Think of your office, committee and event volunteers and the support they give YOU. Could YOU have a successful event without them? How about the volunteers that help out every week in the office and have become part of your team?

Volunteers are passionate people who take action and make an impact in our community. They volunteer because they believe in YOU.

How are YOU thanking volunteers this week? Leave a comment and tell us.

YOU, Taking New Steps to Fundraise

In Uncategorized on October 16, 2012 at 2:30 pm

Every October, volunteer canvassers hit the streets to raise money for our annual Door to Door campaign. Equipped with their canvassing kits, route map and enthusiasm to help our cause these volunteers make the time to help others.

Along  with visiting friends and neighbours in the community, our volunteers have found a new way to fundraise  this year. It’s called e-canvassing.

E-canvassing is simply fundraising online by sending emails to friends,  family and supporters asking them for donations. It’s great for someone who is unable to canvass in their community or for those who want to try a new way of communicating with their donors.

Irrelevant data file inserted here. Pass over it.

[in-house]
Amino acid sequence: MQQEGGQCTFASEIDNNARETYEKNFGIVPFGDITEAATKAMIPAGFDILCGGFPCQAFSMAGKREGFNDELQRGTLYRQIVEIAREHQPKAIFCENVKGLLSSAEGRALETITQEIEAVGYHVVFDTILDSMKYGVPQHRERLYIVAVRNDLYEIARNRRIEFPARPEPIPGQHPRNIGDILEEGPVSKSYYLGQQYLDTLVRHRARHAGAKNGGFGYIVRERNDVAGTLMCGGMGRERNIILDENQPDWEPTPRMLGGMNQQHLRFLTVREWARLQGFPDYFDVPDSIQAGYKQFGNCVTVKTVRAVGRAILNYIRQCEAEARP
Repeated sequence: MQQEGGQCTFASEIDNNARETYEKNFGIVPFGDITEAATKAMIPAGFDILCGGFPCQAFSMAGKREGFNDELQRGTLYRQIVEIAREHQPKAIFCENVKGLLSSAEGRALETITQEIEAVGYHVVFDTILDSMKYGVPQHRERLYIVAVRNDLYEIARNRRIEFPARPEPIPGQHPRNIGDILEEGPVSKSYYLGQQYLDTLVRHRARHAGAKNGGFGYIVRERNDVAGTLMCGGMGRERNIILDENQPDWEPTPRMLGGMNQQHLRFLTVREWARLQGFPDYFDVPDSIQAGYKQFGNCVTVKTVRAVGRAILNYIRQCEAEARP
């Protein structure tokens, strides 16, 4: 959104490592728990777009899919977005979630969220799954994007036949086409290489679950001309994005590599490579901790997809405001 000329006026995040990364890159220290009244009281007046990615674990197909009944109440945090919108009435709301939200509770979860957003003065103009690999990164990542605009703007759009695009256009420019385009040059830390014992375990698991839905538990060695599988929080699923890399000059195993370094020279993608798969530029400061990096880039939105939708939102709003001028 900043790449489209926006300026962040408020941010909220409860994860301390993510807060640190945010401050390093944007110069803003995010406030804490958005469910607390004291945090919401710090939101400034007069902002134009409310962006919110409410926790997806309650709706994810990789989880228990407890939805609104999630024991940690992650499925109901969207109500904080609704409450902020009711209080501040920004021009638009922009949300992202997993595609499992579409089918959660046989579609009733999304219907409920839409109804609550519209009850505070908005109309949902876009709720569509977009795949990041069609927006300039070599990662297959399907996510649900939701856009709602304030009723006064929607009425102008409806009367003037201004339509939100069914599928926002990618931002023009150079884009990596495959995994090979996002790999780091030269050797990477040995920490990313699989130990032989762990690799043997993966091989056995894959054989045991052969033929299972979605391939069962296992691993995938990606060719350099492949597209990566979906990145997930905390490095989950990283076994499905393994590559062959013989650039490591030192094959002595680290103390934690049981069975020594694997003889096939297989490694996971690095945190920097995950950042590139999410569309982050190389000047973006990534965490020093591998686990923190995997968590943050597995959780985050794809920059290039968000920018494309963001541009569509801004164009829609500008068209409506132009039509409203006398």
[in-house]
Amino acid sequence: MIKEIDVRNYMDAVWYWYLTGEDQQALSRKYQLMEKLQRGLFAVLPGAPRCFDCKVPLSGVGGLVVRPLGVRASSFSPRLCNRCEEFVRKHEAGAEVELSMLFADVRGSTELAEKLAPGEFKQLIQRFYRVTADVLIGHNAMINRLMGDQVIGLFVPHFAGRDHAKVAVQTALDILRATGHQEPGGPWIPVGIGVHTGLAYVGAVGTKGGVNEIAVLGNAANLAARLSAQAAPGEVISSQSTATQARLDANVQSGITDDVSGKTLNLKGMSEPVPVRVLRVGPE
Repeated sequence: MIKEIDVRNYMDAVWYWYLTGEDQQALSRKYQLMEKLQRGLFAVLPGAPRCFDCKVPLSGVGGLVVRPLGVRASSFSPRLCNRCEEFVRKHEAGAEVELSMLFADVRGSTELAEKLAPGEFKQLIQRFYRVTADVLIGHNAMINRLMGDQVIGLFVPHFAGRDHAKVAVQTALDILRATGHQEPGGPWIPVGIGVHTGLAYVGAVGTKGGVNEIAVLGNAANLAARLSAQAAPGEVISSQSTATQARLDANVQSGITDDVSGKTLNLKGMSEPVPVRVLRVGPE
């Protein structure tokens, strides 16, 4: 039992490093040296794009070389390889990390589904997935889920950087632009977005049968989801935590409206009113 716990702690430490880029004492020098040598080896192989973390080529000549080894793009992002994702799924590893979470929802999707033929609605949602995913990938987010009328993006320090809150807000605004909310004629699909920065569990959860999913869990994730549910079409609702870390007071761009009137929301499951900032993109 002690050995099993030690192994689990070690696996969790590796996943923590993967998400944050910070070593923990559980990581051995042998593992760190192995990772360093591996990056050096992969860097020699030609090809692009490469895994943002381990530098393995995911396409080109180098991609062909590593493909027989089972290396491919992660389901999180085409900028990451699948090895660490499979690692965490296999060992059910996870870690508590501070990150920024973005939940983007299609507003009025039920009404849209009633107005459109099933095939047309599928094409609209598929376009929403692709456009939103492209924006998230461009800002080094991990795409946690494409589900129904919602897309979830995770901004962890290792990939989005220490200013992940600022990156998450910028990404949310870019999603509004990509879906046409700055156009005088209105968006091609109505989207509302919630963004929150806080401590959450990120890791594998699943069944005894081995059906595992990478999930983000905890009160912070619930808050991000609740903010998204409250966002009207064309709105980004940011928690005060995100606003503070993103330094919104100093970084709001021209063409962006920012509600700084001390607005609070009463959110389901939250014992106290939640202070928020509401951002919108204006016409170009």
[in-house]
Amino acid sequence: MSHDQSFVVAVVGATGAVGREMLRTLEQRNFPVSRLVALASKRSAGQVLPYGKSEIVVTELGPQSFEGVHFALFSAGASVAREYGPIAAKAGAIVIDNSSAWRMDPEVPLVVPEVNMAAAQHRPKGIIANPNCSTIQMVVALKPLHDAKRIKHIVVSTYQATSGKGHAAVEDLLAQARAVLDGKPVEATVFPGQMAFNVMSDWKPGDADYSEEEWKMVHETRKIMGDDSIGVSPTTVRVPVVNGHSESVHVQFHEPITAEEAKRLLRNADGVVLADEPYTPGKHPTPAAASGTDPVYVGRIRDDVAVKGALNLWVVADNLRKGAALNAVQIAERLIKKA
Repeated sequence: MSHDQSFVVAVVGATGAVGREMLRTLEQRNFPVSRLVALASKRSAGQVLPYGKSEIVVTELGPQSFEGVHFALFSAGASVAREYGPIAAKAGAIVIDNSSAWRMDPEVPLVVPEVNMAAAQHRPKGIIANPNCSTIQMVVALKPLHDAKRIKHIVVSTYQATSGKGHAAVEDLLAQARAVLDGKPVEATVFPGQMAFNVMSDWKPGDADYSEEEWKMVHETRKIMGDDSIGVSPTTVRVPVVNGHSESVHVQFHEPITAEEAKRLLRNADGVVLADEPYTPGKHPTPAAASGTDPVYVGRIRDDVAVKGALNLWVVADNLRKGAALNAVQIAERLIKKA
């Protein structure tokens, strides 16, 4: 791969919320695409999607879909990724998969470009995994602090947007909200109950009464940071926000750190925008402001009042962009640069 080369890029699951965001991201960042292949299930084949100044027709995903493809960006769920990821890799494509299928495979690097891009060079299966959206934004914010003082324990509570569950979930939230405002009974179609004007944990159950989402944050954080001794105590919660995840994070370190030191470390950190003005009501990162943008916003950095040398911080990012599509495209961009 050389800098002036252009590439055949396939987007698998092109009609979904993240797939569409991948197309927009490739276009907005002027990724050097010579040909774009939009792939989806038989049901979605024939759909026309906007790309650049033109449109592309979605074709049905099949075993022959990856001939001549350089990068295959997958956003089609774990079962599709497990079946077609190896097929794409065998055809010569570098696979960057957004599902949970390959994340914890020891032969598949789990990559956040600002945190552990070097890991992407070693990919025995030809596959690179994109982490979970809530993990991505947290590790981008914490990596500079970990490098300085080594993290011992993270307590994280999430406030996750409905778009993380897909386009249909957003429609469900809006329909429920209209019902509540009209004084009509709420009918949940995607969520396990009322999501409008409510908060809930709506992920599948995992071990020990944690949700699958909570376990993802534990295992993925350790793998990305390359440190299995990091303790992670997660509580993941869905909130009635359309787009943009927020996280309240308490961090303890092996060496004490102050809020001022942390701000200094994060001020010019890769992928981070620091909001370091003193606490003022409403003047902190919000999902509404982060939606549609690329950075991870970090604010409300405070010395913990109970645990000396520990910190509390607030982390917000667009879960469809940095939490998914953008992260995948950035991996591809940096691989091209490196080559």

The Alzheimer Society of Nova Scotia makes it easy for canvassers to start raising money online.  As a canvasser, YOU can sign up and create your own fundraising page. Then, people will be able to search you by name and make a donation to your personal page. To visit the fundraising page for canvassers, click here 

“We have seen an increase in funds raised online compared to last year,” says Michele Charlton, Door to Door Coordinator. “It’s great to see our volunteers trying new things like e-canvassing.”

The Door to Door campaign is aimed at raising funds in search of the causes, treatments and a cure for Alzheimer’s disease. The campaign runs throughout  October and there are many volunteers who help in different communities across the province.

If YOU are interested in becoming a Door to Door volunteer, please contact Michele Charlton at 902 422-7961. Or, YOU can always make a donation by visiting  the website

Thank YOU to all of our Door to Door canvassers for your passion to help those living with Alzheimer’s disease or other dementias. YOU are making a difference in your community, while helping to raise awareness about the many programs and services available for families.